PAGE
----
By not choosing a deferred income annuity, retirees could be facing retirement under “substantial risk and uncertainty”. Deferred income annuities “ specifically target(s) longevity risk”. According to Martin Baily and Benjamin Harris’s rookings Institution report — “Can Annuities Become a Bigger Contributor to Retirement Security?” — despite the benefits, the use of deferred income annuities “has seen close to zero take-up in recent years.”
According to the paper, academic research on annuities has analyzed the benefits of deferred income annuities, and found that the can be beneficial. The paper states, “Economists have shown that under a range of assumptions about people’s attitudes to risk, a deferred income annuity policy makes people better off. People are made better off because deferred annuities offer an opportunity to purchase insurance against longevity risk cheaply — allowing retirees to keep much of their portfolio of assets intact for other purposes.”
Deferred income annuities are “cheaper” than immediate income annuities, notes the paper.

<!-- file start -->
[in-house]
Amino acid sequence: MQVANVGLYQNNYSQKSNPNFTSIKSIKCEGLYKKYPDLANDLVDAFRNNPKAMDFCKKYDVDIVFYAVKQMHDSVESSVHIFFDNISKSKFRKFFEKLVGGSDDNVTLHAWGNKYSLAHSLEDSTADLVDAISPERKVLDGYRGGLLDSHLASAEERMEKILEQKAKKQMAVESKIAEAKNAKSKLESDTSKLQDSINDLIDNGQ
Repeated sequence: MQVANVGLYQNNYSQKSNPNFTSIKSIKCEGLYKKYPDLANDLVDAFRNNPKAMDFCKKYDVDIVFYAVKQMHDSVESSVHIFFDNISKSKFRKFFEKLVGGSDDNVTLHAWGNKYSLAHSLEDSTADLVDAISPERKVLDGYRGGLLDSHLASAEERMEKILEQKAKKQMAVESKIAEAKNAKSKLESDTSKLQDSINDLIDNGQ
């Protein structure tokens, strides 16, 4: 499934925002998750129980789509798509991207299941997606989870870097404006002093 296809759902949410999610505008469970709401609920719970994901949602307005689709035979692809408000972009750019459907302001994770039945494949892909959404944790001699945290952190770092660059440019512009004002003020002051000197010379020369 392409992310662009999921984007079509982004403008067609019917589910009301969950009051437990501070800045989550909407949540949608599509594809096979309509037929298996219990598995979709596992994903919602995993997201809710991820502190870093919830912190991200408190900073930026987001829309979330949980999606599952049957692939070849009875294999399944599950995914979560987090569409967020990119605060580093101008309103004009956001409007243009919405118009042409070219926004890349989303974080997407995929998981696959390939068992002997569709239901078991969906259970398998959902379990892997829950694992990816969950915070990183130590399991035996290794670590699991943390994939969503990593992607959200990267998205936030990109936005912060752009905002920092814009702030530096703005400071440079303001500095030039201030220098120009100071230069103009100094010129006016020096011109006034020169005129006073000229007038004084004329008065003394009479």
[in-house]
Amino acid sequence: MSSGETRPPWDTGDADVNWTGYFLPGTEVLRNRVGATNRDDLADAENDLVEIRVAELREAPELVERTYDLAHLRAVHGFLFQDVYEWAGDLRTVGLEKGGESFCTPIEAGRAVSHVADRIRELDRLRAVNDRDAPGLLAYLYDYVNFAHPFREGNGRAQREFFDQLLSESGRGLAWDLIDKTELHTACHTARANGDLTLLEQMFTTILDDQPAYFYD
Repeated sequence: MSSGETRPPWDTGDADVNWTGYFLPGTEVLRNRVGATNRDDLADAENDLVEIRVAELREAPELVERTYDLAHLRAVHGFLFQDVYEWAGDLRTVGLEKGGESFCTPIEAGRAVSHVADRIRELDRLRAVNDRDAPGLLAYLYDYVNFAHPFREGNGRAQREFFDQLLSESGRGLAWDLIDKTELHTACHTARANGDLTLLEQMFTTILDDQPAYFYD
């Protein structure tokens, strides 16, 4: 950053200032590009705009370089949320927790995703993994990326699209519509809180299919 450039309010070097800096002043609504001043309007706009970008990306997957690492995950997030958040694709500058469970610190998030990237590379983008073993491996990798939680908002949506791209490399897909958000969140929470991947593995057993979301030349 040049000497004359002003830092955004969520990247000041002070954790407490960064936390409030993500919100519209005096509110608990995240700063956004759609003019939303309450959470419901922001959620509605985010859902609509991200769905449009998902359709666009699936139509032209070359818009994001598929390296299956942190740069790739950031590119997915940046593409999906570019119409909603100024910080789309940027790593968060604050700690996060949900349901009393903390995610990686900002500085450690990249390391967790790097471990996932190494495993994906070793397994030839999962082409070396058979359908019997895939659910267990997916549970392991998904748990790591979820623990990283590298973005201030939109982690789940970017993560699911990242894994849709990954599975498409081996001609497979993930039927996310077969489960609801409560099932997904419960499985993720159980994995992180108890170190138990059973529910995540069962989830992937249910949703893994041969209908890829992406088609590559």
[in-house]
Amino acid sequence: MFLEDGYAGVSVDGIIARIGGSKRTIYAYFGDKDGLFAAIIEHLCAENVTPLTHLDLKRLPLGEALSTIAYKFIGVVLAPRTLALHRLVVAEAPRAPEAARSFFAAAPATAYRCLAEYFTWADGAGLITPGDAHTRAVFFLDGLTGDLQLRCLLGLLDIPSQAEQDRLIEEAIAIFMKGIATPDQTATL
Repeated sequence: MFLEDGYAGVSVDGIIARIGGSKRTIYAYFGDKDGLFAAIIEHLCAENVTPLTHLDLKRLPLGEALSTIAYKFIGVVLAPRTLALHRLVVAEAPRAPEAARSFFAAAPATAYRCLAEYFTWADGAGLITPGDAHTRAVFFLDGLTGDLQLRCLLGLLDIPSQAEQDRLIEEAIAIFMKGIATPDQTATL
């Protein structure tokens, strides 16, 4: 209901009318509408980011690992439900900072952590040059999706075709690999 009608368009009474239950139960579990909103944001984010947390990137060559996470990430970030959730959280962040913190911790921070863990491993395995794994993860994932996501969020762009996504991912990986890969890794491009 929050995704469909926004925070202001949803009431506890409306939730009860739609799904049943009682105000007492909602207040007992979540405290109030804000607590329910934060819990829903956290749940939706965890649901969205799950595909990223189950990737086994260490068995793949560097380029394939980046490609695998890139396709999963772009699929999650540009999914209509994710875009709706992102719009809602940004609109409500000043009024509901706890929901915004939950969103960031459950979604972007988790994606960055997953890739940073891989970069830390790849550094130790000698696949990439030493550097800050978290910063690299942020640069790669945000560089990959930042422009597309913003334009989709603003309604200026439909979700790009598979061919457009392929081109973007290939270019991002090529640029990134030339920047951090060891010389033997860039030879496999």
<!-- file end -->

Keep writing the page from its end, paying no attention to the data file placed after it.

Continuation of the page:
Baily and Harris also note that the Setting Every Community up for Retirement Enhancement (Secure) Act looks to shield employers from fiduciary liability in choosing an annuity. The Secure Act attempts “to get more annuities into workplace plans by making it easier for employers to protect themselves from future liability.”
Both the Retirement Enhancement Savings Act (RESA) and the Secure Act “contain safe harbor provisions developed largely by the insurance industry to protect employers from potential fiduciary liability for their selection of annuity providers. As fiduciaries, employers are still expected to undertake an objective, thorough, and analytical search for annuity providers, but the legislative safe harbor provisions are intended to simplify and clarify this process, making it much more explicit, objective, and attainable,” the paper states.
Under this safe harbor, “employers would not be responsible if the annuity provider enters insolvency as long as they have followed a reasonable path when choosing the provider,” the authors explain. “If concern over liability is indeed a major obstacle towards employer take-up of annuities, this legislation should lead to a rise in annuity offerings.”